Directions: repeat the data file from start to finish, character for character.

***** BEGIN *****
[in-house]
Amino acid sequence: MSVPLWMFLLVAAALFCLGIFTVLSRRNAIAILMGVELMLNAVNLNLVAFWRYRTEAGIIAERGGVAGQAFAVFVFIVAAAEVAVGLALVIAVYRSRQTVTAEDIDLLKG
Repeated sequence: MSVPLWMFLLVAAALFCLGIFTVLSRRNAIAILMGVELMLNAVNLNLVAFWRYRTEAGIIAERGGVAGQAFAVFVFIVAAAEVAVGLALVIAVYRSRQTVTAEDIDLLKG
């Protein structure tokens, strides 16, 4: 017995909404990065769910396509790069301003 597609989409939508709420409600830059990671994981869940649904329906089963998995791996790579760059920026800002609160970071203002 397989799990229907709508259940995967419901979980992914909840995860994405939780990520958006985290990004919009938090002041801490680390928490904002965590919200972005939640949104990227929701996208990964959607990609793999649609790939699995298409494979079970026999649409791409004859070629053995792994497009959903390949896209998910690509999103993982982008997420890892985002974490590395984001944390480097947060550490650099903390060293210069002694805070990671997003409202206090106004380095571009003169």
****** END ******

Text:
[in-house]
Amino acid sequence: MSVPLWMFLLVAAALFCLGIFTVLSRRNAIAILMGVELMLNAVNLNLVAFWRYRTEAGIIAERGGVAGQAFAVFVFIVAAAEVAVGLALVIAVYRSRQTVTAEDIDLLKG
Repeated sequence: MSVPLWMFLLVAAALFCLGIFTVLSRRNAIAILMGVELMLNAVNLNLVAFWRYRTEAGIIAERGGVAGQAFAVFVFIVAAAEVAVGLALVIAVYRSRQTVTAEDIDLLKG
């Protein structure tokens, strides 16, 4: 017995909404990065769910396509790069301003 597609989409939508709420409600830059990671994981869940649904329906089963998995791996790579760059920026800002609160970071203002 397989799990229907709508259940995967419901979980992914909840995860994405939780990520958006985290990004919009938090002041801490680390928490904002965590919200972005939640949104990227929701996208990964959607990609793999649609790939699995298409494979079970026999649409791409004859070629053995792994497009959903390949896209998910690509999103993982982008997420890892985002974490590395984001944390480097947060550490650099903390060293210069002694805070990671997003409202206090106004380095571009003169």